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Homework Help: Electric potential

  1. Apr 25, 2007 #1
    1. The problem statement, all variables and given/known data

    There is an infinite conducting charged metallic wire. What will the potential at a distance r from the wire be?



    3. The attempt at a solution

    I know that [tex]E=\frac{\lambda}{2\pi \epsilon r}[/tex] and [tex] E=\frac{-dv}{dr}[/tex].

    Integrating the expression for the electric field wrt r, [tex]V(r)=-\frac{\lambda}{2\pi \epsilon} logr[/tex]

    This, however, isnt the answer. Why?
     
  2. jcsd
  3. Apr 25, 2007 #2

    Mentz114

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    You should be integrating the field from an element of the wire from -inf to +inf.
     
  4. Apr 25, 2007 #3
    Ouch. That would make it undefined at that point, right?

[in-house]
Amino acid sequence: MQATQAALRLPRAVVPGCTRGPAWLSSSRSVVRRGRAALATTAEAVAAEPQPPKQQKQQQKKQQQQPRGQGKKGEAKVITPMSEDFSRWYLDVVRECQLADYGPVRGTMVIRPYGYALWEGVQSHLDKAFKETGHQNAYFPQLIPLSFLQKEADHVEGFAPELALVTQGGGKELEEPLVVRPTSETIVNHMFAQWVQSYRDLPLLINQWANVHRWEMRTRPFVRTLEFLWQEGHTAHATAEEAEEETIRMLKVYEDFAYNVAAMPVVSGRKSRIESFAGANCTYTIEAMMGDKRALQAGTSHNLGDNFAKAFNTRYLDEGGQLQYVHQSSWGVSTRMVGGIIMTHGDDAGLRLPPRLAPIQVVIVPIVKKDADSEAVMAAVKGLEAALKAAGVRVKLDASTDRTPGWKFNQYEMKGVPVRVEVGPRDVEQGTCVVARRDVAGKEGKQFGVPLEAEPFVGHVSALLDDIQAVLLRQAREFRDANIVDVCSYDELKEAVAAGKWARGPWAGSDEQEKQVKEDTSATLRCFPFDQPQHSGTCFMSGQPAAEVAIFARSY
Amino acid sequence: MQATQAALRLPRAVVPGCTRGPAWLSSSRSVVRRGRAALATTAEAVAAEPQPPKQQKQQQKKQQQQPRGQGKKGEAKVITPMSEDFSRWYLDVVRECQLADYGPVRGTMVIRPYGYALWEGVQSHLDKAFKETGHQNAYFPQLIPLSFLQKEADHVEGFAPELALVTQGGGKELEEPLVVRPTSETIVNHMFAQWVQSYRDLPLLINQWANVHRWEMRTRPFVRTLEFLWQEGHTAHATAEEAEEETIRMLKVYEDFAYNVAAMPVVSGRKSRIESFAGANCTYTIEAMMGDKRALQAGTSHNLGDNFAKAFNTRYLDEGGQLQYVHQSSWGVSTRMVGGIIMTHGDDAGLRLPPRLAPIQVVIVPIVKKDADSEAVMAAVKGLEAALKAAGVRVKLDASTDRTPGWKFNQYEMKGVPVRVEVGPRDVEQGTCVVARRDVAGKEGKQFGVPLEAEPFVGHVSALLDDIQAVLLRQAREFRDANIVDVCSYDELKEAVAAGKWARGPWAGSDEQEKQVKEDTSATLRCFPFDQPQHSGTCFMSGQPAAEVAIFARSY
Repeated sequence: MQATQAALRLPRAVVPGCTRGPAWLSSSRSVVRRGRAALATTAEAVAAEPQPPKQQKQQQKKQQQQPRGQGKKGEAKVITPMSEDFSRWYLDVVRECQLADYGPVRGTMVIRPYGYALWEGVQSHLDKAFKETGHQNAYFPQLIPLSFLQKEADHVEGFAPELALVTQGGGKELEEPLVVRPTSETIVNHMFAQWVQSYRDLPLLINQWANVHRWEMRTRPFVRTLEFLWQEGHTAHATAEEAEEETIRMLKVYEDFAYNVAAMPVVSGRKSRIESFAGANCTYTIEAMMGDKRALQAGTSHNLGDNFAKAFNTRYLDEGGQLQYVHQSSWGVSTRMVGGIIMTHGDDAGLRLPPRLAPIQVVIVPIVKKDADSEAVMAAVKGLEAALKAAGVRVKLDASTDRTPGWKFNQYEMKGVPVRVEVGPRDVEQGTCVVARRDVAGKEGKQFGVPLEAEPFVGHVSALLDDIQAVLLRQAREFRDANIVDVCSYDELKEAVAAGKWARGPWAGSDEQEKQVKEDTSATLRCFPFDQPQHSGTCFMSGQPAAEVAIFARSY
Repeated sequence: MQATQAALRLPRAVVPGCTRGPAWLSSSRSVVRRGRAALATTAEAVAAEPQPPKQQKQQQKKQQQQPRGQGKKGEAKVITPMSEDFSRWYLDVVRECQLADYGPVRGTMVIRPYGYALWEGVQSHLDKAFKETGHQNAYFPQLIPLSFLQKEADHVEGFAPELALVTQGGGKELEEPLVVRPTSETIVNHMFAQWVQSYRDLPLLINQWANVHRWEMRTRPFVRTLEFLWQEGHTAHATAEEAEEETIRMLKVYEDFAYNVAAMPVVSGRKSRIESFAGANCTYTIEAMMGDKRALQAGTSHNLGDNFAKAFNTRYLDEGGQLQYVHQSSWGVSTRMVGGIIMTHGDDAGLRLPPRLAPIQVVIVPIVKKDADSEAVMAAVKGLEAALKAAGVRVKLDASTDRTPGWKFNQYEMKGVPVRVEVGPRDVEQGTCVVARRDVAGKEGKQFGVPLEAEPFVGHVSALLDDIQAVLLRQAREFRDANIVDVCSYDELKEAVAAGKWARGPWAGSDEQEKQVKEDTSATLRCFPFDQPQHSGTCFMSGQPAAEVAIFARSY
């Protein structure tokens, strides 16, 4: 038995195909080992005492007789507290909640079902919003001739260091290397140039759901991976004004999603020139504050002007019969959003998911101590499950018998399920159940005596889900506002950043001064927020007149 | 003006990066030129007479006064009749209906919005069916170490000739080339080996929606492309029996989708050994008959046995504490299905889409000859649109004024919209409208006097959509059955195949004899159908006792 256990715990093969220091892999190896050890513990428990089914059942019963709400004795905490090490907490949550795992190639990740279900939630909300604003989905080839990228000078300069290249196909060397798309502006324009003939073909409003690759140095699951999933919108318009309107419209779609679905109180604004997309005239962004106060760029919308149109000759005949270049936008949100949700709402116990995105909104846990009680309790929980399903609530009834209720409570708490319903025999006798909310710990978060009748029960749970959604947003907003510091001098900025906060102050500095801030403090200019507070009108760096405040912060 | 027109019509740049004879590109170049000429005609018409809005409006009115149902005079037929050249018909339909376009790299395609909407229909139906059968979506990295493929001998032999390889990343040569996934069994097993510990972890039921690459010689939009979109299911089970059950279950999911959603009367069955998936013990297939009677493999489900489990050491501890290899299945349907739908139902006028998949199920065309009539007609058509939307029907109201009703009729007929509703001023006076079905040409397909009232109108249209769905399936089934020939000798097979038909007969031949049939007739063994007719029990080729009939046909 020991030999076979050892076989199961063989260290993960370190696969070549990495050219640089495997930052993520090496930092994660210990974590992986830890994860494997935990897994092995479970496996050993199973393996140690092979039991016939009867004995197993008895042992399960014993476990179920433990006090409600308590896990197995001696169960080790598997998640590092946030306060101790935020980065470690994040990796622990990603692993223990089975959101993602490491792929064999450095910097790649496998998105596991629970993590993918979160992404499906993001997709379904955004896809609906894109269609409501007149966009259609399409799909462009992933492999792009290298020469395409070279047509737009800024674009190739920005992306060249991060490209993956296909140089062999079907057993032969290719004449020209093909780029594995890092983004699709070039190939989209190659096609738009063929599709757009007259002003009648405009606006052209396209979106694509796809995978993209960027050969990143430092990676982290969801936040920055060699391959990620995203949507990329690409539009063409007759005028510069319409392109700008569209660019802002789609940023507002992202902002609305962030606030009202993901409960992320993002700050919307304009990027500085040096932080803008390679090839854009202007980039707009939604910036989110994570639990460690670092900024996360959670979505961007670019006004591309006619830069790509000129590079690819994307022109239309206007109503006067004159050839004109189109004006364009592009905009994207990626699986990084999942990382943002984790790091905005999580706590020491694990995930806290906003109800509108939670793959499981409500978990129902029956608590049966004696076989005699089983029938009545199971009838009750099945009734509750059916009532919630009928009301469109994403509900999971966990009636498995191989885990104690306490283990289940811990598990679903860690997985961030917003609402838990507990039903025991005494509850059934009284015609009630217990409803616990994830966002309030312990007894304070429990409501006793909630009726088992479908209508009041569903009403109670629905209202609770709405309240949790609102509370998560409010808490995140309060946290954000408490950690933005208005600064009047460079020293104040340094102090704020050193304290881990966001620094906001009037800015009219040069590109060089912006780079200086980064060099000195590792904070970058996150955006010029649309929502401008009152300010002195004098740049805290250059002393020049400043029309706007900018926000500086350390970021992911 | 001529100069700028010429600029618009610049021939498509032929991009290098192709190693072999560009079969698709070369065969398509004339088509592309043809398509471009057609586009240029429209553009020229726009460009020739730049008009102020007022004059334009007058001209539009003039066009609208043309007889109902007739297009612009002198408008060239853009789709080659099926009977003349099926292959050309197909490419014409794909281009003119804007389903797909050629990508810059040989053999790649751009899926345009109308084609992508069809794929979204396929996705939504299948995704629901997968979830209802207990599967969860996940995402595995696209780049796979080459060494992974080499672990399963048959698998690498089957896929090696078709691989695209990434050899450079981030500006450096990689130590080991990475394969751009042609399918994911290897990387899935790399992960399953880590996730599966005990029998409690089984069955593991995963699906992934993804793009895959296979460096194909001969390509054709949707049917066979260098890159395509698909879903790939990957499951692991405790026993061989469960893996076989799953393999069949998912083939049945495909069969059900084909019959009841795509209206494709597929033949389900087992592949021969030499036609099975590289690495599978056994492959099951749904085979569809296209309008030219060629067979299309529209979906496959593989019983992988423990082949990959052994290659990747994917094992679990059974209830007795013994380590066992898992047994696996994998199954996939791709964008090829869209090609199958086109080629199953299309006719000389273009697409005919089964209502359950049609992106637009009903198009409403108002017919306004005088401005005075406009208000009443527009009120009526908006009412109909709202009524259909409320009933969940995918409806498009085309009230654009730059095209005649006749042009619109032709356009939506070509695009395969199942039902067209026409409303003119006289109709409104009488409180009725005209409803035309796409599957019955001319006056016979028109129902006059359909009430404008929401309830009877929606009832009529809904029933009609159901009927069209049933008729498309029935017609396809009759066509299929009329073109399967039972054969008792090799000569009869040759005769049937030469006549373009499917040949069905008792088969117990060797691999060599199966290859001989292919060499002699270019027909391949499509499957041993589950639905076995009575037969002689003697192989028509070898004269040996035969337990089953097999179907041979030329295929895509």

5. Apr 25, 2007 #4

    Mentz114

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    Assume you have linear charge density r, so the charge of a line element is r.dl. The electric field at point r is k.r.dl/(r^2+l^2).
     
  6. Apr 25, 2007 #5
    I can figure out the expression for the electric field, but its the potential I had the question about. Wont it be undefined?
     
  7. Apr 25, 2007 #6

    Mentz114

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    Rats, I misread the question. Integrating the potential of a line element blows up because it's a scalar. It really does look as if there's nothing you can differentiate to give the 1/r dependence.
     
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